JJ:  “Was there ever a strange incident that happened when you were trying to recruit people to sit on the couch and talk with you?”

AS:  “We decided that we never wanted to convince people to share something that they weren’t comfortable freely sharing. Both my co-host and I have this thing where people easily open up to us and we feel fortunate that people trust us this way; but sometimes we sensed that people shared more than they wanted to! I recall one incident in which a guest mentioned a very personal experience that she had never told anyone and I felt discomfort as she was describing it because I could tell she was uncomfortable. She returned to the set later that day and asked that we wouldn’t air her story. Of course we were happy to oblige. We didn’t want any participant to regret coming onto the couch for an interview…”

JJ:  “If you had to pick one inspiring story that you heard, which one would it be?”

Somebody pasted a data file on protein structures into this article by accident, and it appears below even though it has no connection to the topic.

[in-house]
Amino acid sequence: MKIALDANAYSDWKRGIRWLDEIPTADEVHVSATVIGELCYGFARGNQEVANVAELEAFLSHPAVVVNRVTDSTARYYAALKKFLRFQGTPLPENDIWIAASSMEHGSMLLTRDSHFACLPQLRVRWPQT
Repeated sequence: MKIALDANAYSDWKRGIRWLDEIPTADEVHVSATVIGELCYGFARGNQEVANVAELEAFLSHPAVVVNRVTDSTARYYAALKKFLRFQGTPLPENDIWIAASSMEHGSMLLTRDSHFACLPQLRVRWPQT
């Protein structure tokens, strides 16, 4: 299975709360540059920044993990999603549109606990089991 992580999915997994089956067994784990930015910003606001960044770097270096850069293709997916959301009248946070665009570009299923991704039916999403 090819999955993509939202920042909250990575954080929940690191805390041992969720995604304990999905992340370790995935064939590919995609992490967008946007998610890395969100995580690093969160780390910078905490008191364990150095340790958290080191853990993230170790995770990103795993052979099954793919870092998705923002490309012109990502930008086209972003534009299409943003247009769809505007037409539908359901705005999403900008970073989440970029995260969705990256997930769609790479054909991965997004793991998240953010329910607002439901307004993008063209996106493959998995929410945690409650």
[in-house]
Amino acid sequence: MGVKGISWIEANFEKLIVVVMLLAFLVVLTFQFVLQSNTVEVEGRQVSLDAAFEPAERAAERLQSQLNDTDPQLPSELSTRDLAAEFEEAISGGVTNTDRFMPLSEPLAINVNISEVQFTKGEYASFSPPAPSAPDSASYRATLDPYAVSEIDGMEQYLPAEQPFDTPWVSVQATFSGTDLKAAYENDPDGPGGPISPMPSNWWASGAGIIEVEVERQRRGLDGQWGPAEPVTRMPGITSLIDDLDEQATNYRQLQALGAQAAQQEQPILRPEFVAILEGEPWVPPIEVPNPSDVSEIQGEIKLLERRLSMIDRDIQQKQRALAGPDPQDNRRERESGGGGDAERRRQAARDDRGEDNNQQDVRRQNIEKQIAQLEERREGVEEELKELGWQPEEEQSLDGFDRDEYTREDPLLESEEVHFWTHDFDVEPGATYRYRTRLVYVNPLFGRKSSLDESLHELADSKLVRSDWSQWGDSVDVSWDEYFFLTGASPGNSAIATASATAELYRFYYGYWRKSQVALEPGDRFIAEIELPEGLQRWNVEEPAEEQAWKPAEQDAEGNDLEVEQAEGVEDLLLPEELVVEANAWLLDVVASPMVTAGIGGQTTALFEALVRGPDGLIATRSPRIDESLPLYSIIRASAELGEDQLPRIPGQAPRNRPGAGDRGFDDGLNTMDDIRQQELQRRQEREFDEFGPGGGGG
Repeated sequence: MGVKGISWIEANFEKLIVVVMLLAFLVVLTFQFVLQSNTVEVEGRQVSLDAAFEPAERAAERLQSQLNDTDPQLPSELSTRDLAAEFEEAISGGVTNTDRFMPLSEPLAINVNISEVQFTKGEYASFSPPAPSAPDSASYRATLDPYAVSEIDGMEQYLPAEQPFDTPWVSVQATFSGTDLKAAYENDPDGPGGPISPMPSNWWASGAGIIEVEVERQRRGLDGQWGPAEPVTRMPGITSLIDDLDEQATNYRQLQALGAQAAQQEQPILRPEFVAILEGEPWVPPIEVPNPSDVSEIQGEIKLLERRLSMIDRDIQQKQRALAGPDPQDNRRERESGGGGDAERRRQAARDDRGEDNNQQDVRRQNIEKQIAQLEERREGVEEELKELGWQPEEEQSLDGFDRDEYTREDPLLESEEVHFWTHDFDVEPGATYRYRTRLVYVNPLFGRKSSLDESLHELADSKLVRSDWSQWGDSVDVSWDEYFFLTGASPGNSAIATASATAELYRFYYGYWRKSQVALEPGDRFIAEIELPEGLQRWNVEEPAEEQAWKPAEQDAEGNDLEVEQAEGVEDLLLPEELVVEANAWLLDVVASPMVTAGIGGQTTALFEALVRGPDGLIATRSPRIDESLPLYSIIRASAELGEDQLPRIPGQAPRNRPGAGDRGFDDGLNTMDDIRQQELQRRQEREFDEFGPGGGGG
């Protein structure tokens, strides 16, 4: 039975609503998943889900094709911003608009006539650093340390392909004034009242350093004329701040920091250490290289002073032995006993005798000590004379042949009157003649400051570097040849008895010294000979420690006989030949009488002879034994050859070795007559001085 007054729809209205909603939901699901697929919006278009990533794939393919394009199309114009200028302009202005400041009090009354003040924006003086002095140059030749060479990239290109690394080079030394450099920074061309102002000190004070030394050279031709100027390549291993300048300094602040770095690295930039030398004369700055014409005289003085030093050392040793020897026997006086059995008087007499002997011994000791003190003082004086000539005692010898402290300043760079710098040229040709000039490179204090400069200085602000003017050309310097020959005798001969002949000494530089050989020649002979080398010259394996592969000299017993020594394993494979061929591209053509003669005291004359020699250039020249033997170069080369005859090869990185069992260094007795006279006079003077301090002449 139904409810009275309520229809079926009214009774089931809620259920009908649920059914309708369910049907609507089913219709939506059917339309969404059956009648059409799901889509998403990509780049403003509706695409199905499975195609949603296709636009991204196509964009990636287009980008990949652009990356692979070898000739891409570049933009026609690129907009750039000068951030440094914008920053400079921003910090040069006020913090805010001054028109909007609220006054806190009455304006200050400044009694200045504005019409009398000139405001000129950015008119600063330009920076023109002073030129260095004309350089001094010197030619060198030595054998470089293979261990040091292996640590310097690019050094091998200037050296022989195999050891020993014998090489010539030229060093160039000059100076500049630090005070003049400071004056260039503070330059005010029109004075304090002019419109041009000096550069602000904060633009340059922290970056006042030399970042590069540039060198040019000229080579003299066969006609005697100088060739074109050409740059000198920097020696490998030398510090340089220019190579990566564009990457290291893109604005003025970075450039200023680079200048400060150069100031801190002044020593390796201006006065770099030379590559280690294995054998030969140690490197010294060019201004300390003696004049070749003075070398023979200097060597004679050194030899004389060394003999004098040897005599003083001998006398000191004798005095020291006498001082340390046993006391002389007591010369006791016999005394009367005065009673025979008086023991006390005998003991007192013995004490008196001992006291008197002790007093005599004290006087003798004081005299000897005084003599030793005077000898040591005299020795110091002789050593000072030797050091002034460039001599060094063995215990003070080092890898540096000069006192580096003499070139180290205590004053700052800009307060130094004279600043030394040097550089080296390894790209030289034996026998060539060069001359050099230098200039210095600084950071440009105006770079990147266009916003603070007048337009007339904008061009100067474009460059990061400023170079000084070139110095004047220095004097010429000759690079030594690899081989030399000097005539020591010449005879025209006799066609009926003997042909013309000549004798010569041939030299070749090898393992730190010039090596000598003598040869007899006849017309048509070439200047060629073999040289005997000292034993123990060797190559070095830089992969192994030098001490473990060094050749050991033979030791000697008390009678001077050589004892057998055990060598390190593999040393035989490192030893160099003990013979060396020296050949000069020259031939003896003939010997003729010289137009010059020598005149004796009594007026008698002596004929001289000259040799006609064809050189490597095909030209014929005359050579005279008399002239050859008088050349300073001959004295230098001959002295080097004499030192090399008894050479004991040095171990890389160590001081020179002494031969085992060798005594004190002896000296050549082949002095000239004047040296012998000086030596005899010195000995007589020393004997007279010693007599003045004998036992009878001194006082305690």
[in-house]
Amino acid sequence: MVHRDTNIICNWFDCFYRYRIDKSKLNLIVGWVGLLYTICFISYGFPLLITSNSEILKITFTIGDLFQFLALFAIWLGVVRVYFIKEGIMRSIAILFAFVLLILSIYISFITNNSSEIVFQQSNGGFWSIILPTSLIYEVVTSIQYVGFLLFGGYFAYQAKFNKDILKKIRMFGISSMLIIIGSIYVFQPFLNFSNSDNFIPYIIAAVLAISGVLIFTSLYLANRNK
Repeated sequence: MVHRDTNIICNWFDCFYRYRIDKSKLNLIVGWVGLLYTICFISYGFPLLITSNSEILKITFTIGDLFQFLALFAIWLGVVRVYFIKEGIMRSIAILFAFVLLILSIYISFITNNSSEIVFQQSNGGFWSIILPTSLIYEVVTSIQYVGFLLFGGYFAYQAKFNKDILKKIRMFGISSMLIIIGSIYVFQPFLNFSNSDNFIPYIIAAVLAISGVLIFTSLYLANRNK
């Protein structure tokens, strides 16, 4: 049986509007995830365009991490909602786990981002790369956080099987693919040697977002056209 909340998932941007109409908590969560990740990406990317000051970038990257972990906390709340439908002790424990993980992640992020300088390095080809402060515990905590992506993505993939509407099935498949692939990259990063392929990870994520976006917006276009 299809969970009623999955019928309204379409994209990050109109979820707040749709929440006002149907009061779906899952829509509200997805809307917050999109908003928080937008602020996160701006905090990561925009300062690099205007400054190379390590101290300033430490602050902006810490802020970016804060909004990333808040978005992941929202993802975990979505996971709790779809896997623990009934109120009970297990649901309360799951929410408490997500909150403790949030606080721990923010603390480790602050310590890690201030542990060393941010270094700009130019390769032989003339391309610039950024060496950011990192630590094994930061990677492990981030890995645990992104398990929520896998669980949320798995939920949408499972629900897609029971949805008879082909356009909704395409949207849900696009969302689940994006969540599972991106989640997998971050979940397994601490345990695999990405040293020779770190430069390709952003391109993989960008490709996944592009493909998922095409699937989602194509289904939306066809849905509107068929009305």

AS:  “There were so so many inspiring stories. I think about a guest who was deaf and her parents didn’t teach her sign language so she had no way to communicate until she was about 4 years old. She talked about having a voice and not taking it for granted…which was pretty incredible to hear from someone who can’t hear herself speak out loud.  I think about the firefighter who almost died in a blaze (intentionally taking off his oxygen mask) because he felt like a failure and how now he teaches other men in service to be vulnerable heroes. I think about the woman who loved her husband so much that their code word for ‘I love you’ was ‘oodles’ and how after he tragically died of cancer in his 30s, she found a letter from him that said he wanted her to find someone who loved her half as much as he did. Honestly, there were moments of inspiration in every interview. It’s tough to pick one!”